A recent letter (” ‘Pro-Palestinian’ activists in Portland miss their mark,” Aug. 2) presents “facts” to counter “claims.” These invite further dialogue.

Hamas fired rockets into Israel, but Prime Minister Benjamin Netanyahu needed little provocation, having leapt to assign blame for the West Bank teens’ disappearance and to call for vengeance against Hamas. Many argue that the original violence of one side against the other was Israel’s, in the increasingly harsh aspects of its control over Gaza.

We are told that Israel is not “bent on genocide.” Say what you will, but consider the bombing of homes, schools, shelters, hospitals, ambulances, wells and the sole electrical grid of an entire population.

The world should weep for any Israeli child experiencing war, but we cannot act as if “a wild disparity of deaths did not exist,” as Yale Professor David Bromwich wrote recently on The Huffington Post. The suffering borne by Palestinian children is excruciating to imagine. There are numbers. There are names.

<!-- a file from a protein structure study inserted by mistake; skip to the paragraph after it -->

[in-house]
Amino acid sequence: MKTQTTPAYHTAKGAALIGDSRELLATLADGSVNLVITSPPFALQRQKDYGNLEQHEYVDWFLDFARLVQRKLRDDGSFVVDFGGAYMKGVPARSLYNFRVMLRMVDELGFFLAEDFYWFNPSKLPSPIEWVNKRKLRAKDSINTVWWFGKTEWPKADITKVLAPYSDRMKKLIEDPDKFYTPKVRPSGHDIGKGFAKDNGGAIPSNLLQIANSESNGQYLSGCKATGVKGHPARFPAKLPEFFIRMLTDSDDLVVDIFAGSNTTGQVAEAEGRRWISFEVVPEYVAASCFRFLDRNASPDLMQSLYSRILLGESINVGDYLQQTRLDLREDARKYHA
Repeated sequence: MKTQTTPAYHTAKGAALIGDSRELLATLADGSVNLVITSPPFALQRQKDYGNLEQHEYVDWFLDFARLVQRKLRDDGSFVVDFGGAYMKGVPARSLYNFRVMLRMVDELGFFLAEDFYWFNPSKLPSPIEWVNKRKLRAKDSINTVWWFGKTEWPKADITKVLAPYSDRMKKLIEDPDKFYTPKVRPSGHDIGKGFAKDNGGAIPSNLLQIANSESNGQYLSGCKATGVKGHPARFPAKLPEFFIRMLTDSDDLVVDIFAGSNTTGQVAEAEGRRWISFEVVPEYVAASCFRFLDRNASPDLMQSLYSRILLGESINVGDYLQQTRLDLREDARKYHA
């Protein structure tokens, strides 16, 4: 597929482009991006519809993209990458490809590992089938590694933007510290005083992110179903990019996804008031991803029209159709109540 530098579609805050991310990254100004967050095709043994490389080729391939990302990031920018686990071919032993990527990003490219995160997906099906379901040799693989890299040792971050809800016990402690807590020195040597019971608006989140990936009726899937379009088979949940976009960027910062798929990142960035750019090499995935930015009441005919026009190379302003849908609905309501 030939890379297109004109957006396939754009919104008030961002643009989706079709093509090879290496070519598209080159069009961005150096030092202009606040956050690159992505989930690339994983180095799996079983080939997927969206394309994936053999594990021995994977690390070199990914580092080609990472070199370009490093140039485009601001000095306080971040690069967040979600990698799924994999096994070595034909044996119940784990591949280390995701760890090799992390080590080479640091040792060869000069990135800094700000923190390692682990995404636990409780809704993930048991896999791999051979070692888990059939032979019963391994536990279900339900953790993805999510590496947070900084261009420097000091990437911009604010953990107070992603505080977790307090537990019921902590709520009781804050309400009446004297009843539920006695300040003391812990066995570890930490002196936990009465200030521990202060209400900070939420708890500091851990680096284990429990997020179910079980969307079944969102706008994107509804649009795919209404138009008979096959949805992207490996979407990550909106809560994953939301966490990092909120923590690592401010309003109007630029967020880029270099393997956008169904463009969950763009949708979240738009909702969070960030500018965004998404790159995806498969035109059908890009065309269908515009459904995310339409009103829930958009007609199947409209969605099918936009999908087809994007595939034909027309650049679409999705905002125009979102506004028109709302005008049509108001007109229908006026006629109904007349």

Hamas failed to provide Israeli citizens with what the letter writer calls the “luxury” of rocket-launch warnings, unlike the Israeli Defense Forces, who “tapped” the roofs of Gaza dwellings a few minutes before demolishing them. “Luxury” seems a strange choice of words.

Israel may simply want to live in peace. Assumedly, its oppressive measures are necessary as self-protection. But one prays their leaders at least privately acknowledge their abandonment of ethical standards in the name of such protection. States make choices. Terrible things are done as means to an end.

Demonstrators are motivated by current frustration, but also by our own country’s unquestioning eagerness to be Israel’s military partner, now more than ever. Maine’s senators formally blessed Israel’s operation at the outset.

One wonders if the letter writer knows what “mark” activists are aiming for. He calls them “pro-Palestinian.” How about “pro-humanity”?

Nancy Aldrich

Cape Elizabeth

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